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The Syndrome of Thyroid Autoimmunity and Idiopathic Chronic Urticaria and Angioedema Presenting as Anaphylaxis

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Previous observations have shown that the syndrome of thyroid autoimmunity and idiopathic urticaria and angioedema (ICUA) can be associated with a marked worsening of reactive airway disease. Possibly, mediators released in this syndrome may contribute to acute bronchospasm and associated respiratory symptoms in some patients. In this study, two patients presenting with overlapping clinical presentations of the syndrome of thyroid immunity and ICUA are described in whom a diagnosis of anaphylaxis to food and antibiotics, respectively, was initially suspected but ruled out by testing and challenges. These cases illustrate clinical overlap between presentations of ICUA and anaphylaxis. We suggest that patients with idiopathic anaphylaxis be evaluated for the presence of antithyroid microsomal (peroxidase) antibodies or antithyroglobulin antibodies, particularly because the diagnosis of thyroid antibody-positive ICUA may suggest additional therapeutic options.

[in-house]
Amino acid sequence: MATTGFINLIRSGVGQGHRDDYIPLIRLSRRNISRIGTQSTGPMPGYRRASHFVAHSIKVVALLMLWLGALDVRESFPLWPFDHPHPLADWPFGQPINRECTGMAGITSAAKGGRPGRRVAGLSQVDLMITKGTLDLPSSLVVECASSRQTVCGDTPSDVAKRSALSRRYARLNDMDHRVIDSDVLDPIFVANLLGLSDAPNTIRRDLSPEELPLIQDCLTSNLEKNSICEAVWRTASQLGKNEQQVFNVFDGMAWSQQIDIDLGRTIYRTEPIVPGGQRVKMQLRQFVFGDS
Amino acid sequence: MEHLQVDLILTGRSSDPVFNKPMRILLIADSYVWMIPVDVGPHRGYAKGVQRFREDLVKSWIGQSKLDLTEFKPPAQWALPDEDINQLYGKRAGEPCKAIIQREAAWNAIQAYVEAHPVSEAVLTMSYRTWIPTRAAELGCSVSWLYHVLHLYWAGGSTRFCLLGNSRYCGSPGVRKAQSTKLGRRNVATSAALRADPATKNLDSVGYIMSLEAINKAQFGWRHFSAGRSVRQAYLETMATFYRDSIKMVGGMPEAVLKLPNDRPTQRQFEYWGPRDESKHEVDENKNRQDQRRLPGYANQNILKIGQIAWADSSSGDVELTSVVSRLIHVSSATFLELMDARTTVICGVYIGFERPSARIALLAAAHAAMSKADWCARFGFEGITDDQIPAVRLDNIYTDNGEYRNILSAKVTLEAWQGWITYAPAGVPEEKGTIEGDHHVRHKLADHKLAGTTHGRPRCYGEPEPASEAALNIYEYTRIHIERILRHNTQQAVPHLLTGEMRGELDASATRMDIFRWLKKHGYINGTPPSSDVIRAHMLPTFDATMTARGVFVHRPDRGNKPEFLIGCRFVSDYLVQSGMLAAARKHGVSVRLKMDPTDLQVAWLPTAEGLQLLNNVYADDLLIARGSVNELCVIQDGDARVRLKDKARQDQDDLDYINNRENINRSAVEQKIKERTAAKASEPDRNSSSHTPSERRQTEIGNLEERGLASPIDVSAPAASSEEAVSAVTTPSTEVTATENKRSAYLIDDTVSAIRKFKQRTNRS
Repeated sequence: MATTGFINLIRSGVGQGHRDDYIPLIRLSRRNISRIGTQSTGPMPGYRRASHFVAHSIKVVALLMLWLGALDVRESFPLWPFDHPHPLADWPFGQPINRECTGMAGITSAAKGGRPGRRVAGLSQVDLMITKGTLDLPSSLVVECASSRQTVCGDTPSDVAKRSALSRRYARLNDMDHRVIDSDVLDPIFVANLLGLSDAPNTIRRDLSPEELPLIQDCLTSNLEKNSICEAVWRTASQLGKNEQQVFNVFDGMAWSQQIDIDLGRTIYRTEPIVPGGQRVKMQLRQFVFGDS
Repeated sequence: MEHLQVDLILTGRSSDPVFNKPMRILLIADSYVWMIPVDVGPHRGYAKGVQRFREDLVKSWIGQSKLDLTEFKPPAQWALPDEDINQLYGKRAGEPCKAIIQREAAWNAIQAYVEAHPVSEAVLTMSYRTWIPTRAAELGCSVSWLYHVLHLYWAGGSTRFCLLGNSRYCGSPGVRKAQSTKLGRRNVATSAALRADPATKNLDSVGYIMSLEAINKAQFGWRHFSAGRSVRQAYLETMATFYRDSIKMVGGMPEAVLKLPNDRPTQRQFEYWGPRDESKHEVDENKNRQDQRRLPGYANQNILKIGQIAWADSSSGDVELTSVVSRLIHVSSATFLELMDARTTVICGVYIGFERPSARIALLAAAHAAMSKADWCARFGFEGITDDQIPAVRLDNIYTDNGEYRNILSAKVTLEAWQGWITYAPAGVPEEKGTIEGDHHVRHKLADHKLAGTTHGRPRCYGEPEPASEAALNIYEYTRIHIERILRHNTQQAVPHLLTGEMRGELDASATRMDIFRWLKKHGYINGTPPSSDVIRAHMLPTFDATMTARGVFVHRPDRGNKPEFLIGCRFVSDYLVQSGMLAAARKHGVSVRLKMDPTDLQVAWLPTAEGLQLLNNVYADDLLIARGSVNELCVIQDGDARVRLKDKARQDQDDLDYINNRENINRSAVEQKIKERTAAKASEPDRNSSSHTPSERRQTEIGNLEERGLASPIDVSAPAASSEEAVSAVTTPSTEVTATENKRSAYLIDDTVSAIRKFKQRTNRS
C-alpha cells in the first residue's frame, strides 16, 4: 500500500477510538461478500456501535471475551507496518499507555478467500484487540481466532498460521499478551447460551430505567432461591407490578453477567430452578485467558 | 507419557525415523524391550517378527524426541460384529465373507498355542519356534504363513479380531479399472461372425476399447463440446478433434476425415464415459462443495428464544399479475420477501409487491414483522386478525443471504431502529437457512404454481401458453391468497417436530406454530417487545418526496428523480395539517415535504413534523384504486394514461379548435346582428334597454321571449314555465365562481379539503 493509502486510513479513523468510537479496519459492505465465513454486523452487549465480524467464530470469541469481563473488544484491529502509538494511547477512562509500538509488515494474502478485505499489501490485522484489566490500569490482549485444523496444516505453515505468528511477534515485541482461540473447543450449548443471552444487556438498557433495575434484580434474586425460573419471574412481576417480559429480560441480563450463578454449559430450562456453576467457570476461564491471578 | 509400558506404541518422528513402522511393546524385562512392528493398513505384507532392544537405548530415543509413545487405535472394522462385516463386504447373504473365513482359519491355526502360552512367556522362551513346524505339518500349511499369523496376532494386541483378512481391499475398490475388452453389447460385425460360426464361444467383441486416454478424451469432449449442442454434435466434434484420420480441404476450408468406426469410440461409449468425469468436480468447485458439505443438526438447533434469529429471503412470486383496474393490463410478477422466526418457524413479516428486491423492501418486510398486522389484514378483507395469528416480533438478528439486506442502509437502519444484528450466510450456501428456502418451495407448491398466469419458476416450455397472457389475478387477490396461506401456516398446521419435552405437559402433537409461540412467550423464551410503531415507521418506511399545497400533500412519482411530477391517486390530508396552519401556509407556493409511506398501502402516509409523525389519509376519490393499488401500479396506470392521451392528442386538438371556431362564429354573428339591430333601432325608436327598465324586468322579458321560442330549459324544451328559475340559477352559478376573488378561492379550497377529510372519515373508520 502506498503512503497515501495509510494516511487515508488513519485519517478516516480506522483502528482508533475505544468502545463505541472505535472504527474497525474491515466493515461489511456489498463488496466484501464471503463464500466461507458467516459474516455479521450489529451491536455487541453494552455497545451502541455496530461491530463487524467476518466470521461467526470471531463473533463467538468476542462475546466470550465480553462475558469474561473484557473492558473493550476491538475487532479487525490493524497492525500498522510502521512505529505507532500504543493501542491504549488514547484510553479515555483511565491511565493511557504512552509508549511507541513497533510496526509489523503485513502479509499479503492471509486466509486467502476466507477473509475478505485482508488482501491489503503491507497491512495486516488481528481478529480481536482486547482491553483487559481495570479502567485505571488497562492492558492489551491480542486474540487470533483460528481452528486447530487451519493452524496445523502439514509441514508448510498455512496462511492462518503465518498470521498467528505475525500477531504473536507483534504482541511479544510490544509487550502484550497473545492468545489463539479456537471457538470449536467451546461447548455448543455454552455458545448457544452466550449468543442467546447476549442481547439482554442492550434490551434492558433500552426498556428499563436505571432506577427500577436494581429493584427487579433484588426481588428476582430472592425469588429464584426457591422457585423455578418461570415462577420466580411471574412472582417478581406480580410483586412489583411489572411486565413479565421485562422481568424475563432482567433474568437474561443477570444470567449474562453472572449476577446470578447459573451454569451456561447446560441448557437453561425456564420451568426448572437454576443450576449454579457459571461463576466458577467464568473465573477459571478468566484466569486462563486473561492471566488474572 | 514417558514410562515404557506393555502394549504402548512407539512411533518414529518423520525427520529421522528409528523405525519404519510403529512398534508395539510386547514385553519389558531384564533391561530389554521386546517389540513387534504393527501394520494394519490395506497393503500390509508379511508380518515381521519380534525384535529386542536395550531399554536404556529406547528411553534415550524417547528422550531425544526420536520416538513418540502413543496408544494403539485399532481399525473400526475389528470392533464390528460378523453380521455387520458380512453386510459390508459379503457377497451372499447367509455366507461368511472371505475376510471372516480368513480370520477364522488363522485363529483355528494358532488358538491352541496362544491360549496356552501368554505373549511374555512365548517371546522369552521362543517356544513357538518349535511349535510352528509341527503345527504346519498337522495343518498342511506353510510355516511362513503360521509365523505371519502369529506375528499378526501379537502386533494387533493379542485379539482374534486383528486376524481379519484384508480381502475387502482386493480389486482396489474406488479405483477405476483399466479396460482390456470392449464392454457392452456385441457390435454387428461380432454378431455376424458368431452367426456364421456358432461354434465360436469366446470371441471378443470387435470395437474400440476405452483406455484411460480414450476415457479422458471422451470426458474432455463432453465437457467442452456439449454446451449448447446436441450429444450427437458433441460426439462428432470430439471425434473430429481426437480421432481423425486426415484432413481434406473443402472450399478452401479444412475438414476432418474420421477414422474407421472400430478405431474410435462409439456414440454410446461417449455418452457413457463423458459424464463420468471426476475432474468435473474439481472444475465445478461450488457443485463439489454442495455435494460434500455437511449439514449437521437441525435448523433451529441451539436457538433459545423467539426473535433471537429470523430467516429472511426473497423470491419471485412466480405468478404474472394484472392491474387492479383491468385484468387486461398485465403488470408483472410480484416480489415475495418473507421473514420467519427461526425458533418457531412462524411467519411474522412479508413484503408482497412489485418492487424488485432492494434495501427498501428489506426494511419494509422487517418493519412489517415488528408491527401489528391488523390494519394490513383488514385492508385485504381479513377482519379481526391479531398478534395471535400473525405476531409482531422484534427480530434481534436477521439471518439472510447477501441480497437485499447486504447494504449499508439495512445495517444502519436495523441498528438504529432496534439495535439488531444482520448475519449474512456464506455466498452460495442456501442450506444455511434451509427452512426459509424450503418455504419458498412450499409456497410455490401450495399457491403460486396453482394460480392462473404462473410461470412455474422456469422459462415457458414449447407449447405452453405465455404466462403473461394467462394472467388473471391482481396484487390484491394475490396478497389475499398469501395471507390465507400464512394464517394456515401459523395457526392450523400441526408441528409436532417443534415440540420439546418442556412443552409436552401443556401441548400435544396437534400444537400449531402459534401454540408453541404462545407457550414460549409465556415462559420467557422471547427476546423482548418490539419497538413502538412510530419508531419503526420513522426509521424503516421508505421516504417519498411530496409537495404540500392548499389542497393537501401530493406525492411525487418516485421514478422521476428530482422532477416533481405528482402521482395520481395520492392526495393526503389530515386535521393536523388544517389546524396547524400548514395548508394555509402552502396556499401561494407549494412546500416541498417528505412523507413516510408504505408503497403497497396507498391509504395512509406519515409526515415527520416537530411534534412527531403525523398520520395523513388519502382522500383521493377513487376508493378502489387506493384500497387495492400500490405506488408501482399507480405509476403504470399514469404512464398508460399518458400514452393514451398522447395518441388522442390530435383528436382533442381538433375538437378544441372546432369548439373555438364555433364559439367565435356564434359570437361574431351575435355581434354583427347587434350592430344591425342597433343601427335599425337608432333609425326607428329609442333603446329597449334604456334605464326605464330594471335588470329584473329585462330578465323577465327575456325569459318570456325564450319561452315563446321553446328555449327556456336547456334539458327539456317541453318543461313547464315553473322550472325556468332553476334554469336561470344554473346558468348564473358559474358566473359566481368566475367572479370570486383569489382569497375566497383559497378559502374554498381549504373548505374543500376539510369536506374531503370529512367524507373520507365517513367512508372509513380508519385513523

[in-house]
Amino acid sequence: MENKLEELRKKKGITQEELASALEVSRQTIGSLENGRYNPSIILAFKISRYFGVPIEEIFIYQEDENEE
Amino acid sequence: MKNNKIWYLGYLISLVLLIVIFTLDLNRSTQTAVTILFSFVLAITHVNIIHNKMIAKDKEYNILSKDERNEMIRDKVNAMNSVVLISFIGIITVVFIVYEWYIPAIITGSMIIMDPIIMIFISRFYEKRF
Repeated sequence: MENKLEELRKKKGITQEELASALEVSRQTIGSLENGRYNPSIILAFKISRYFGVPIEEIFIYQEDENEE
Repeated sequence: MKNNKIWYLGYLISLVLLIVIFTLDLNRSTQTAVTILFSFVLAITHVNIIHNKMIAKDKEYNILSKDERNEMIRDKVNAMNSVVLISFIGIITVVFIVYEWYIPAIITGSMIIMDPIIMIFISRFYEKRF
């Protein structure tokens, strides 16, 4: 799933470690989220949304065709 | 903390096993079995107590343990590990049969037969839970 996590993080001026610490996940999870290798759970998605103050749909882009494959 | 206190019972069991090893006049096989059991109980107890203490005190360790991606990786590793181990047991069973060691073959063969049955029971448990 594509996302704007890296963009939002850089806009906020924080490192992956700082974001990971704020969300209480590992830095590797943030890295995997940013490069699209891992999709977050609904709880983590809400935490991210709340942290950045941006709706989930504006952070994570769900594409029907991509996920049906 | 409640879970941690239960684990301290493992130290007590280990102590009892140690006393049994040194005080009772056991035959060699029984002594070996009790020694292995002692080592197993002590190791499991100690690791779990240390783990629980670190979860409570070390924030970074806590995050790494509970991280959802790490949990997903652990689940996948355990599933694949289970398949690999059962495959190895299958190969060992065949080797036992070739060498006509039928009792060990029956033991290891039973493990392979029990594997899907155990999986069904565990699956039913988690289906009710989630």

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Document Type: Review Article

Publication date: 01 May 2003

More about this publication?
  • Allergy and Asthma Proceedings is a peer reviewed publication dedicated to distributing timely scientific research regarding advancements in the knowledge and practice of allergy, asthma and immunology. Its primary readership consists of allergists and pulmonologists.

    The goal of the Proceedings is to publish articles with a predominantly clinical focus which directly impact quality of care for patients with allergic disease and asthma.

    Featured topics include asthma, rhinitis, sinusitis, food allergies, allergic skin diseases, diagnostic techniques, allergens, and treatment modalities. Published material includes peer-reviewed original research, clinical trials and review articles.

    Articles marked "F" offer free full text for personal noncommercial use only.

    The journal is indexed in Thomson Reuters Web of Science and Science Citation Index Expanded, plus the National Library of Medicine's PubMed service.
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